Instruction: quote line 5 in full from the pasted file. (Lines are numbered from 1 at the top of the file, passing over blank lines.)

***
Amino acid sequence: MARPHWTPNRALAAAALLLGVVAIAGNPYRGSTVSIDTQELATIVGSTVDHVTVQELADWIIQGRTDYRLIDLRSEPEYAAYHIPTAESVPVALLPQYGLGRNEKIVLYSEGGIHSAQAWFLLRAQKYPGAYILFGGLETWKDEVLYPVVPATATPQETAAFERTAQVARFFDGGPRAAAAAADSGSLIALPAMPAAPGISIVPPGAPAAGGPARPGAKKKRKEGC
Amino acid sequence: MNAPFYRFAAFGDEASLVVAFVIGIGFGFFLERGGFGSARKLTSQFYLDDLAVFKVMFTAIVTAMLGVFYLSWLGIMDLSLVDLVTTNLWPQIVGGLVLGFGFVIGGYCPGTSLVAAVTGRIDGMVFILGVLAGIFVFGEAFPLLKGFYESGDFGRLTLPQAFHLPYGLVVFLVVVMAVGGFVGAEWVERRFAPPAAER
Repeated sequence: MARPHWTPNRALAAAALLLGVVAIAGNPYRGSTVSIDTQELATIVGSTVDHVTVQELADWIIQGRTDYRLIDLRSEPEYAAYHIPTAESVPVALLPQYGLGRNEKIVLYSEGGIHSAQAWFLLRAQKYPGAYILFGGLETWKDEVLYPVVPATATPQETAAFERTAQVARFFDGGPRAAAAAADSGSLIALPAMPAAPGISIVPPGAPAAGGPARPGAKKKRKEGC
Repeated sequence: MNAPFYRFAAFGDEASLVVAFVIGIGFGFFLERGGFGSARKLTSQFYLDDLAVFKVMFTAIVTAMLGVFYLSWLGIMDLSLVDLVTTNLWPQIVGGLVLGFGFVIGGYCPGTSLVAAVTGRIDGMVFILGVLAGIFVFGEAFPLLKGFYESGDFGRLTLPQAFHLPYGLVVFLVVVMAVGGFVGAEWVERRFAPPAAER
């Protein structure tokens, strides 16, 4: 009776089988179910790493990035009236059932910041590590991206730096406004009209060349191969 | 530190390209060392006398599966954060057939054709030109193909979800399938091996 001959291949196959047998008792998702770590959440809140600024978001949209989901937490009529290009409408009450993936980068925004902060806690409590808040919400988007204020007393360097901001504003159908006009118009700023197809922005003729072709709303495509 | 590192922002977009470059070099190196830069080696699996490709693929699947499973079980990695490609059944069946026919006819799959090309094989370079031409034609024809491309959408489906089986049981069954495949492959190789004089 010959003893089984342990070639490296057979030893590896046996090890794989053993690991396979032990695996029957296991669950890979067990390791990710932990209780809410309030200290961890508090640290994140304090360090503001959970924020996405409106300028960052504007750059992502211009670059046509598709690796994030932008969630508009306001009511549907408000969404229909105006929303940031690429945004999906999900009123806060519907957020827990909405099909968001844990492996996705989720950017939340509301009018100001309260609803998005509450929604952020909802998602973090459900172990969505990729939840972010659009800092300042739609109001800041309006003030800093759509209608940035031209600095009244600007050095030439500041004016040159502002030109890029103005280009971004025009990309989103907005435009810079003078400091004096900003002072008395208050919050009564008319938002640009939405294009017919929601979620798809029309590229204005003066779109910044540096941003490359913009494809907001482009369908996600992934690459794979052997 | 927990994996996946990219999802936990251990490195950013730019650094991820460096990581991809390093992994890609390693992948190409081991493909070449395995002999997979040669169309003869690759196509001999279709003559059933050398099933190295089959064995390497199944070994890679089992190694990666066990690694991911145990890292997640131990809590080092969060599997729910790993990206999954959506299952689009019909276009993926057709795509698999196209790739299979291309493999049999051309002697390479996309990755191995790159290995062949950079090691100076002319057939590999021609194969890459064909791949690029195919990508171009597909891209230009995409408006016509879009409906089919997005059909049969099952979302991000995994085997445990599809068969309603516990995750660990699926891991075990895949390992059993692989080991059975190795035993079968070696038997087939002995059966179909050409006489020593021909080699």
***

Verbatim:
């Protein structure tokens, strides 16, 4: 009776089988179910790493990035009236059932910041590590991206730096406004009209060349191969 | 530190390209060392006398599966954060057939054709030109193909979800399938091996 001959291949196959047998008792998702770590959440809140600024978001949209989901937490009529290009409408009450993936980068925004902060806690409590808040919400988007204020007393360097901001504003159908006009118009700023197809922005003729072709709303495509 | 590192922002977009470059070099190196830069080696699996490709693929699947499973079980990695490609059944069946026919006819799959090309094989370079031409034609024809491309959408489906089986049981069954495949492959190789004089 010959003893089984342990070639490296057979030893590896046996090890794989053993690991396979032990695996029957296991669950890979067990390791990710932990209780809410309030200290961890508090640290994140304090360090503001959970924020996405409106300028960052504007750059992502211009670059046509598709690796994030932008969630508009306001009511549907408000969404229909105006929303940031690429945004999906999900009123806060519907957020827990909405099909968001844990492996996705989720950017939340509301009018100001309260609803998005509450929604952020909802998602973090459900172990969505990729939840972010659009800092300042739609109001800041309006003030800093759509209608940035031209600095009244600007050095030439500041004016040159502002030109890029103005280009971004025009990309989103907005435009810079003078400091004096900003002072008395208050919050009564008319938002640009939405294009017919929601979620798809029309590229204005003066779109910044540096941003490359913009494809907001482009369908996600992934690459794979052997 | 927990994996996946990219999802936990251990490195950013730019650094991820460096990581991809390093992994890609390693992948190409081991493909070449395995002999997979040669169309003869690759196509001999279709003559059933050398099933190295089959064995390497199944070994890679089992190694990666066990690694991911145990890292997640131990809590080092969060599997729910790993990206999954959506299952689009019909276009993926057709795509698999196209790739299979291309493999049999051309002697390479996309990755191995790159290995062949950079090691100076002319057939590999021609194969890459064909791949690029195919990508171009597909891209230009995409408006016509879009409906089919997005059909049969099952979302991000995994085997445990599809068969309603516990995750660990699926891991075990895949390992059993692989080991059975190795035993079968070696038997087939002995059966179909050409006489020593021909080699």